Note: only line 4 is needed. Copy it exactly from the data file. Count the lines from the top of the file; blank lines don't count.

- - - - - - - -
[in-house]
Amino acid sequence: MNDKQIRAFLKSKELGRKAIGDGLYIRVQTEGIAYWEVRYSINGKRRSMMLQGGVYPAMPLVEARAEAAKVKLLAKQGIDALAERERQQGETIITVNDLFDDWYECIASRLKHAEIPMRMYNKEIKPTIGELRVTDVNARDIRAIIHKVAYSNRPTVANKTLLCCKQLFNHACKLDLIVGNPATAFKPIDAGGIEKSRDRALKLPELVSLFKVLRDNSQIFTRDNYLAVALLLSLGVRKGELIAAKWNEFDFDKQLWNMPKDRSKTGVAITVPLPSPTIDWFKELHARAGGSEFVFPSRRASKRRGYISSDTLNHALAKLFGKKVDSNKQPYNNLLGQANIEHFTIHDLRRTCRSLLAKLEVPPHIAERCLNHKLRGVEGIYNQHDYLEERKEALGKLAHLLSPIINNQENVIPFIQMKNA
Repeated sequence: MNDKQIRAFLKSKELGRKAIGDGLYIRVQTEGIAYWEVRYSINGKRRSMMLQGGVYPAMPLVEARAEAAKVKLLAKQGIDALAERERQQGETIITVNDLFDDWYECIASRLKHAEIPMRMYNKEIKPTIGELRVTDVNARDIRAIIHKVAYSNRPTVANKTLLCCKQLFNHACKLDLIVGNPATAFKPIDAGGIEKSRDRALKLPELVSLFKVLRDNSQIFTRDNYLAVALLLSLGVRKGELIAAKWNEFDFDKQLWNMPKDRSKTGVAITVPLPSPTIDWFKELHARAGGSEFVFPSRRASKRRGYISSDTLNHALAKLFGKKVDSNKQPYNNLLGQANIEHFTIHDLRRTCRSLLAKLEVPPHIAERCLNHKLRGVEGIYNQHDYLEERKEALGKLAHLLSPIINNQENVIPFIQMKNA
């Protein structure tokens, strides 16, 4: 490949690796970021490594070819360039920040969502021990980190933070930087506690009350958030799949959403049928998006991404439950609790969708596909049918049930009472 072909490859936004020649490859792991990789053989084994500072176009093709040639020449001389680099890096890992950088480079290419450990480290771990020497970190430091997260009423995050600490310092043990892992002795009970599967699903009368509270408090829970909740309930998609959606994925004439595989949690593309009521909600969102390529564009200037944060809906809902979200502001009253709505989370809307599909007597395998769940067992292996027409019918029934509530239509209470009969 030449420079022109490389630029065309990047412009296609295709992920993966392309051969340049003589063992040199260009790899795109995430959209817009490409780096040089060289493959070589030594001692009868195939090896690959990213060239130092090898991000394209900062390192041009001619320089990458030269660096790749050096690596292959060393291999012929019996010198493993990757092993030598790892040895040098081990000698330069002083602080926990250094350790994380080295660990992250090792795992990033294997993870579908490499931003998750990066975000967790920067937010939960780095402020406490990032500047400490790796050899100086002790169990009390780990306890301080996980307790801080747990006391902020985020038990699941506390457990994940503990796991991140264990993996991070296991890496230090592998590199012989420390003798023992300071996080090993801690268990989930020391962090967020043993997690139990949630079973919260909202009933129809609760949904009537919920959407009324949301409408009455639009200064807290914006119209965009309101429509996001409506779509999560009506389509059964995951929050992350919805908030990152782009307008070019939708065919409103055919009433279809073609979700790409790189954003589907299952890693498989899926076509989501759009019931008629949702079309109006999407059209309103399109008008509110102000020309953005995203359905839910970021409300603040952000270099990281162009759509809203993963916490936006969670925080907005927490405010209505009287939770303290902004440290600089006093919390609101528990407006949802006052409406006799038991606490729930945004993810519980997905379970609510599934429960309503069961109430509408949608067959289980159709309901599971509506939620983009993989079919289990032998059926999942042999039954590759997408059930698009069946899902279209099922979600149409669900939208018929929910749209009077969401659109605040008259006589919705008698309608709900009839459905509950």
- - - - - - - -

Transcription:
């Protein structure tokens, strides 16, 4: 490949690796970021490594070819360039920040969502021990980190933070930087506690009350958030799949959403049928998006991404439950609790969708596909049918049930009472 072909490859936004020649490859792991990789053989084994500072176009093709040639020449001389680099890096890992950088480079290419450990480290771990020497970190430091997260009423995050600490310092043990892992002795009970599967699903009368509270408090829970909740309930998609959606994925004439595989949690593309009521909600969102390529564009200037944060809906809902979200502001009253709505989370809307599909007597395998769940067992292996027409019918029934509530239509209470009969 030449420079022109490389630029065309990047412009296609295709992920993966392309051969340049003589063992040199260009790899795109995430959209817009490409780096040089060289493959070589030594001692009868195939090896690959990213060239130092090898991000394209900062390192041009001619320089990458030269660096790749050096690596292959060393291999012929019996010198493993990757092993030598790892040895040098081990000698330069002083602080926990250094350790994380080295660990992250090792795992990033294997993870579908490499931003998750990066975000967790920067937010939960780095402020406490990032500047400490790796050899100086002790169990009390780990306890301080996980307790801080747990006391902020985020038990699941506390457990994940503990796991991140264990993996991070296991890496230090592998590199012989420390003798023992300071996080090993801690268990989930020391962090967020043993997690139990949630079973919260909202009933129809609760949904009537919920959407009324949301409408009455639009200064807290914006119209965009309101429509996001409506779509999560009506389509059964995951929050992350919805908030990152782009307008070019939708065919409103055919009433279809073609979700790409790189954003589907299952890693498989899926076509989501759009019931008629949702079309109006999407059209309103399109008008509110102000020309953005995203359905839910970021409300603040952000270099990281162009759509809203993963916490936006969670925080907005927490405010209505009287939770303290902004440290600089006093919390609101528990407006949802006052409406006799038991606490729930945004993810519980997905379970609510599934429960309503069961109430509408949608067959289980159709309901599971509506939620983009993989079919289990032998059926999942042999039954590759997408059930698009069946899902279209099922979600149409669900939208018929929910749209009077969401659109605040008259006589919705008698309608709900009839459905509950």